Clearly, this is the worst of ignorance, to believe one is intelligent and good enough without realizing the depth of our ignorance and just how far we have slipped from realizing our ideals; while the need for understanding oneself and reality is desperate, we remain indifferent to our plight.

It might be asked, if we are ignorant, how can philosophy offer an approach to the problem of ignorance? The practice of philosophy starts with ignorance, or not knowing, and charts a journey through the intellectual domain to right opinion to understanding and to knowledge or wisdom; it moves as if by a flight of stairs, until one reaches that perfect learning called wisdom.

Being ignorant is the state of mind when one’s false beliefs about oneself and reality block one’s own development. It has been demonstrated that since these false beliefs are irreconcilable with one’s highest goals and aspirations that they are the inevitable cause of our failures and disillusionment with our lives.

When you learn the right opinion you have the right answer without understanding the reasons why it is a right opinion. The way to discover these reasons is, of course, the exercise of reason. Again, someone may ask what kind of reasoning and practice is this that can eliminate those beliefs that you never knew you believed?

Well, reason is what it is, whenever the conditions allow it to be, then it naturally emerges. The way reason functions in philosophy is no different than the way it functions in the sciences. Consider, do we not say that reason allows us to discover the causes of the patterns we observe? The patterns can be in our behavior, in our dreams, or into the sub-atomic world of quarks and super-strings.

When we search into the causes of the patterns discovered in the heavens, it is called cosmology; when it is into the causes of our believing false beliefs, into the processes of reaching understanding, and into the nature of mind, it is called philosophy. If what is found to lie at the root of man’s irrational behavior are false beliefs, then the discipline that identifies and resolves these false beliefs through the exercise of understanding is what should be cultivated. The struggle to reach understanding develops the understanding; the struggle to get out of problems is the cultivation of understanding.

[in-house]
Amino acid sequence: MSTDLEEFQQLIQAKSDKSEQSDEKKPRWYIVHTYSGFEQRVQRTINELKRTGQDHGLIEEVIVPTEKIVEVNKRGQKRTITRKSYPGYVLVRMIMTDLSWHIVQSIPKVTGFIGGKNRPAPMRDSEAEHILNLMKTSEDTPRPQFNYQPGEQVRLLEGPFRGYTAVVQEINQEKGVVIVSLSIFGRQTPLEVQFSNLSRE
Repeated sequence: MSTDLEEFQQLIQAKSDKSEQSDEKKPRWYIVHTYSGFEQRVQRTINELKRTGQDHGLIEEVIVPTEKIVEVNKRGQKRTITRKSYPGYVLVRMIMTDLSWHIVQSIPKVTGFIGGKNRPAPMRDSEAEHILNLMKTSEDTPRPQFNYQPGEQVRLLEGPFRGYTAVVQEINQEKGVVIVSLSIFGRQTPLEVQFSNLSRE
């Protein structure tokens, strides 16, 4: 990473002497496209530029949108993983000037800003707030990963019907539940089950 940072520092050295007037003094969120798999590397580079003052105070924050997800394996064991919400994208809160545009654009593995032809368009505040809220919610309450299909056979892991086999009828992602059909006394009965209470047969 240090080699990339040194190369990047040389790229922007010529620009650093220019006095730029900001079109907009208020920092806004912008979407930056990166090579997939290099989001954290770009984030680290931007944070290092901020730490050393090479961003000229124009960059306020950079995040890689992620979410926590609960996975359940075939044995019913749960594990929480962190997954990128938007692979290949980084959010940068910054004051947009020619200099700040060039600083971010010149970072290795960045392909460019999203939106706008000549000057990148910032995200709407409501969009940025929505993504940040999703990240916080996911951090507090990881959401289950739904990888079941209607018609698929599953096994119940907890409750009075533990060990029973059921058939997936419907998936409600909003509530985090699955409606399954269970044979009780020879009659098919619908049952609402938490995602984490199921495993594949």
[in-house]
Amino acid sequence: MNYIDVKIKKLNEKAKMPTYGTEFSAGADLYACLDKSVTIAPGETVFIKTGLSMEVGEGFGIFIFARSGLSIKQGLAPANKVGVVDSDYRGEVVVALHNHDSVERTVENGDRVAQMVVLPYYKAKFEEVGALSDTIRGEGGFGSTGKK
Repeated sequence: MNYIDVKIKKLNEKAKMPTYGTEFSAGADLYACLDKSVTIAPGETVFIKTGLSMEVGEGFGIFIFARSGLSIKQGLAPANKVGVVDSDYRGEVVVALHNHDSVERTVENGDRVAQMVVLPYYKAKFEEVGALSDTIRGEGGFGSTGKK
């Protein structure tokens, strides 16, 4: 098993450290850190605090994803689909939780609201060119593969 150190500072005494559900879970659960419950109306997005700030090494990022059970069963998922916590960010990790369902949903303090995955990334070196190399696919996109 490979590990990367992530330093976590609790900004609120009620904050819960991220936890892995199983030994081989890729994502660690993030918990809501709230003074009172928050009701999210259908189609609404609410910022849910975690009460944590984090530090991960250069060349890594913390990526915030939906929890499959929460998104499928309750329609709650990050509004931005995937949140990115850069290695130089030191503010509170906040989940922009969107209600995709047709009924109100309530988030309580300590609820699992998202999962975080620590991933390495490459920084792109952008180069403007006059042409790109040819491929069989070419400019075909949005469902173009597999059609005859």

Surely, now, if this is true there should be a way to lead another to an exploration of their particular problem. There should be a way to find the false beliefs that underlie each problem. Each problem has its own unique roots but since the general form of all problems is much the same, then, a set of questions should be designed to serve this need. Indeed, a set of questions has been developed to meet this very need.

These questions have introduced people into self reflection and many people to the art of delivering oneself of false beliefs. They were designed to be part of a program to teach this art. It was called “A Guide For Your Reflections: A Journey into Philosophical Midwifery” and we have adapted them for your reflections.

These questions will bring to the surface the nature of a person’s problem, either your own problem or someone you might care to share them with. It does take some skill to fully understand the material brought up by the questions, but when they are reflected upon again and again, the mind is brought to see distinctions and connections in the material and that network of connections found in the material becomes the basis of a new understanding of oneself and reality.

It is like the polishing of a gem – it can gain luster by repeated polishing.